|Place of birth:||:||Pine Bluff, Arkansas, USA|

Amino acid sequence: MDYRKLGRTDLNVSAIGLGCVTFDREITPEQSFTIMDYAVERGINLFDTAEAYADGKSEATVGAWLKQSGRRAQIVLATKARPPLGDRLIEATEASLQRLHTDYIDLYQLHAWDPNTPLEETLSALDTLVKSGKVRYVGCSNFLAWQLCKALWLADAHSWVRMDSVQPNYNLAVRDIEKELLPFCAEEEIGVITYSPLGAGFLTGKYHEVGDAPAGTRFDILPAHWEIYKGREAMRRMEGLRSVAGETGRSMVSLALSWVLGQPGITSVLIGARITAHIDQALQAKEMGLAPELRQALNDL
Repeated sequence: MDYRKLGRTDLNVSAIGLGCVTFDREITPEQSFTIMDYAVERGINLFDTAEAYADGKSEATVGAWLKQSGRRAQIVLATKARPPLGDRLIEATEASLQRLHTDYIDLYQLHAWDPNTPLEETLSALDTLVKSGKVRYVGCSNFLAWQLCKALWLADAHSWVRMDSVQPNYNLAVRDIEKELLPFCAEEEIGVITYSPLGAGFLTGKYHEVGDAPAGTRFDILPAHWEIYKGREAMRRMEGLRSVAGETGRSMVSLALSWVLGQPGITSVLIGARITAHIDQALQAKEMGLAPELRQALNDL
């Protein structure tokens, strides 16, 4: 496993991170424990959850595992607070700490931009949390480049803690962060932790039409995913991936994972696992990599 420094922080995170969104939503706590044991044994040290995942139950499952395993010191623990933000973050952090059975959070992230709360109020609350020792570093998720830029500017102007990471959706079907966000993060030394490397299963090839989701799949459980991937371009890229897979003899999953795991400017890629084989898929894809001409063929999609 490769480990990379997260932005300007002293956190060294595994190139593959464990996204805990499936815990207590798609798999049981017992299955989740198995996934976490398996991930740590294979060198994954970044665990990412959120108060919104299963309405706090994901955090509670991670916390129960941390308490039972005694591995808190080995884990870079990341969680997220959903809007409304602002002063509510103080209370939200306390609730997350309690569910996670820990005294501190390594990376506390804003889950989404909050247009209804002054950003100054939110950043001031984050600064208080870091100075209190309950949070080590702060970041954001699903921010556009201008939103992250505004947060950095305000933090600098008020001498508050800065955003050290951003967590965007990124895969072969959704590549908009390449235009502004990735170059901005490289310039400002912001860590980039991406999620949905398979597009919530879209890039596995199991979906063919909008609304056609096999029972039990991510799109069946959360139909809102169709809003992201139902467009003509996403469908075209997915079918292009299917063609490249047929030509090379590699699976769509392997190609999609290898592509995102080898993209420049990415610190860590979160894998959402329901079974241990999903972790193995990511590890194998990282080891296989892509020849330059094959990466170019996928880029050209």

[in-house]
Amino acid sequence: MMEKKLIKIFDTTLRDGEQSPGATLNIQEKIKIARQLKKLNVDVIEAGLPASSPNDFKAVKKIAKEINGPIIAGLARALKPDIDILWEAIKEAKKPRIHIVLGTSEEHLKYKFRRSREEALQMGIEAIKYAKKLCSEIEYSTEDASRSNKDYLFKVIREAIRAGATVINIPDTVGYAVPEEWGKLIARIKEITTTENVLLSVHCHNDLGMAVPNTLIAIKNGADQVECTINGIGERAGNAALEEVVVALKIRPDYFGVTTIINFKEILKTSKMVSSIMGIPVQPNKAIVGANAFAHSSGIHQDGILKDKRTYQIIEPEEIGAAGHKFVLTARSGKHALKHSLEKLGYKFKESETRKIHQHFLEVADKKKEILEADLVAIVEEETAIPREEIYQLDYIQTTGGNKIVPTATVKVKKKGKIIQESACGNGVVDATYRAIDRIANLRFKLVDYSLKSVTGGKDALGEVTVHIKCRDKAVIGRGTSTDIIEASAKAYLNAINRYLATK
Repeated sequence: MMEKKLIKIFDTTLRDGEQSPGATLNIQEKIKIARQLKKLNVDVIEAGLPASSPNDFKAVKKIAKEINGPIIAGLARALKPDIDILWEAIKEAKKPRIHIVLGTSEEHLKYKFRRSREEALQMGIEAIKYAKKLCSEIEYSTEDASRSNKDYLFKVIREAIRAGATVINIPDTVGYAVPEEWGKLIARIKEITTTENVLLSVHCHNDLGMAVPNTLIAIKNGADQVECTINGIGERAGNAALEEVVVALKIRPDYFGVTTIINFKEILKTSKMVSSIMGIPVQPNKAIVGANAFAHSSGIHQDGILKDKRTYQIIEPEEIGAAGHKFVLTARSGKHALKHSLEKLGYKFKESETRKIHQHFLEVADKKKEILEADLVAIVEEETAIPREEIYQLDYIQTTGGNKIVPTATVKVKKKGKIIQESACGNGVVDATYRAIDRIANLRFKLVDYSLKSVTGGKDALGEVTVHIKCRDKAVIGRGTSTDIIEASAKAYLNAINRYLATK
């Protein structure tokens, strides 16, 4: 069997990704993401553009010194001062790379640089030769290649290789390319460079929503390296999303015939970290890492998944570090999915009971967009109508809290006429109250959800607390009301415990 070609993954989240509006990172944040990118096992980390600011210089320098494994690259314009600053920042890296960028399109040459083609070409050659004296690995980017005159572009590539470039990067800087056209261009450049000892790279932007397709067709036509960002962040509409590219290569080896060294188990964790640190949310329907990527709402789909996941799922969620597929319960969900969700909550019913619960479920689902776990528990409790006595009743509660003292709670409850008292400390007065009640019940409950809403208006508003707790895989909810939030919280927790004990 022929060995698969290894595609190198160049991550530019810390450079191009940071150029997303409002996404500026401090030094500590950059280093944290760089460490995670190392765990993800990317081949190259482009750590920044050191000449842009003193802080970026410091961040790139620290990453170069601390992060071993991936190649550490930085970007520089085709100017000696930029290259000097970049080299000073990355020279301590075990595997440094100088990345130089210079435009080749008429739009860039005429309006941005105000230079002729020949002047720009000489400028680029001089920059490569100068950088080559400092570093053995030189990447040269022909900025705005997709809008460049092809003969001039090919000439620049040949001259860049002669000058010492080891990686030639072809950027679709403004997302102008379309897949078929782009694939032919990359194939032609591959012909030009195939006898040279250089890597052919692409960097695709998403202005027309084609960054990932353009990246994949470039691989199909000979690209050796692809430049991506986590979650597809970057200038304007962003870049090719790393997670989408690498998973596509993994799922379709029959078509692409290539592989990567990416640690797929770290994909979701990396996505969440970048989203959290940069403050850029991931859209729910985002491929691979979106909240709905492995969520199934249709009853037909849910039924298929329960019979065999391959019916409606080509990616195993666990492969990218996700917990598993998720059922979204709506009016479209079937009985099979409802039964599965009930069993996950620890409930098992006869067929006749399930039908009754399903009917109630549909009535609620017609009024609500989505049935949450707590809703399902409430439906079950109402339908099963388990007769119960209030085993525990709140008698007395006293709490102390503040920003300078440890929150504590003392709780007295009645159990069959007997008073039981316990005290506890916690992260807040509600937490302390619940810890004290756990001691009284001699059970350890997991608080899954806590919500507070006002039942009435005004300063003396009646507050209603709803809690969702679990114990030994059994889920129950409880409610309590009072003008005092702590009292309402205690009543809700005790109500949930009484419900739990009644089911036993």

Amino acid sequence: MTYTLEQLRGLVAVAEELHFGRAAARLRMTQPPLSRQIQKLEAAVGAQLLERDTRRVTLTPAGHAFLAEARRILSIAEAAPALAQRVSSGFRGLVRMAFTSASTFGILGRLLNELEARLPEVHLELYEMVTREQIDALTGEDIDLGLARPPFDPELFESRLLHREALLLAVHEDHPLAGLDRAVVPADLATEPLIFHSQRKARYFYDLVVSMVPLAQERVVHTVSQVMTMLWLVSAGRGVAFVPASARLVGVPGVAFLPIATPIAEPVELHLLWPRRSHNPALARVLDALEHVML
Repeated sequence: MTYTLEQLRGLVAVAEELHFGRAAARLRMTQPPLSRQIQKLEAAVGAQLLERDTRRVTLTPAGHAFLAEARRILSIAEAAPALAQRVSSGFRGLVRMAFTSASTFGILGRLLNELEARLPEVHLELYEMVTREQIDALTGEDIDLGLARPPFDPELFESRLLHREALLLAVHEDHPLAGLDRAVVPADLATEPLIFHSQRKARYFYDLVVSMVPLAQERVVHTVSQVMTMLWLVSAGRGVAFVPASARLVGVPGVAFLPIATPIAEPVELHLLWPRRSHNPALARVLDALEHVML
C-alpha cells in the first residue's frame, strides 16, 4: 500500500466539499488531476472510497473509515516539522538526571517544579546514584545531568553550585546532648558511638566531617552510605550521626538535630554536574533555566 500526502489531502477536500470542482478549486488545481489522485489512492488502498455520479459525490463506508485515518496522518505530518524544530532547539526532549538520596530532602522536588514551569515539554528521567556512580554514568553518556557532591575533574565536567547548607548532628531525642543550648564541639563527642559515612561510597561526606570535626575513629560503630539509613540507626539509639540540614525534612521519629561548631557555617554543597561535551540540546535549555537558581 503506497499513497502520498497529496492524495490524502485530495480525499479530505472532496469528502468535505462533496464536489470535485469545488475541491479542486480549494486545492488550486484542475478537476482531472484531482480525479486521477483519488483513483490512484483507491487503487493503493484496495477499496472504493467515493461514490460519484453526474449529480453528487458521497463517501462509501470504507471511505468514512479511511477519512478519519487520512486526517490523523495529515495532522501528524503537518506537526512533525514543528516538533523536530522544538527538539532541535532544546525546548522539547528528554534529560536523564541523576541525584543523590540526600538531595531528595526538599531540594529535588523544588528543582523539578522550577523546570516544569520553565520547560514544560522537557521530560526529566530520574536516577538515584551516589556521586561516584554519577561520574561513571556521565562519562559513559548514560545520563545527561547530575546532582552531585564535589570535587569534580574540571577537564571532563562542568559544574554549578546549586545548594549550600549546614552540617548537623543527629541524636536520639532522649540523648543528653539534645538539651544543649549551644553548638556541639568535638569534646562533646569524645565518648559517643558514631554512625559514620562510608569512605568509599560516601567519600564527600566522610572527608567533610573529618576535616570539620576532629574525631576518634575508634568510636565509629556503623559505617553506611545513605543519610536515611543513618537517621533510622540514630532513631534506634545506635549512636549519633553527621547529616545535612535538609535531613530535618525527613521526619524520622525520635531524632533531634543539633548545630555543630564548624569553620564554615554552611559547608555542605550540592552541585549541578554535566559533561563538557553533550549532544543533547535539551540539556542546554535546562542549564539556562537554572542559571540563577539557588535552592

From Wikipedia, the free encyclopedia Peggy Shannon (born Winona Sammon, January 10, 1907 – May 11, 1941) was an American actress. She appeared on the stage and screen of the 1920s and 1930s. Shannon began her career as a Ziegfeld girl in 1923 before moving on to Broadway productions. She was signed to Paramount Pictures and groomed to replace Clara Bow as the newest "It girl", whom she replaced in the 1931 film, The Secret Call. Her growing dependency on alcohol eventually derailed her career. She appeared in her final film, Triple Justice, in 1940. In May 1941, Shannon died at the age of 34 from a heart attack, brought on by alcoholism. Her husband, Albert G. Roberts, shot himself three weeks after her death. Shannon was born in Pine Bluff, Arkansas in 1907[ (some sources erroneously cite 1909 or 1910) to Edward and Nannie Sammon. She had a younger sister, Carol. She attended Annunciation Academy Catholic School and Pine Bluff High School before being hired as a chorus girl by Florenz Ziegfeld while visiting her aunt in New York in 1923. The following year she was cast in the Ziegfeld Follies followed by a role in Earl Carroll's Vanities. While on Broadway in 1927, she was spotted by B. P. Schulberg, production head of Paramount Pictures, and was offered a contract. When she arrived in Hollywood, she was hailed as the next "It girl", replacing the former, Clara Bow. Prior to the shooting of The Secret Call, Bow had suffered a nervous breakdown and Shannon was hired to replace her only two days after her arrival in Hollywood. Shannon would sometimes work sixteen-hour days (from 10 a.m. to 4 a.m. the next day) while shooting a film, and when shooting wrapped, would rush to begin another film. She would occasionally work on two separate films in one day. Through films and publicity, Shannon became known as a fashion plate, wearing styles three months before they became popular. In 1932, she signed a new contract at Fox and became known as difficult and temperamental on the set and was rumored to have had a drinking problem. In 1934, Shannon returned to New York City to do the Broadway show, Page Miss Glory. In 1935, she continued on Broadway with The Light Behind the Shadow, but was soon replaced, with a press release claiming a tooth infection, though rumors claimed it was her drinking. In 1936, she returned to Hollywood with Youth on Parole. She found it harder to conceal her drinking. Fewer movie roles were offered, while her drinking worsened. She made her last film appearance in the 1940 film, Triple Justice, opposite George O'Brien.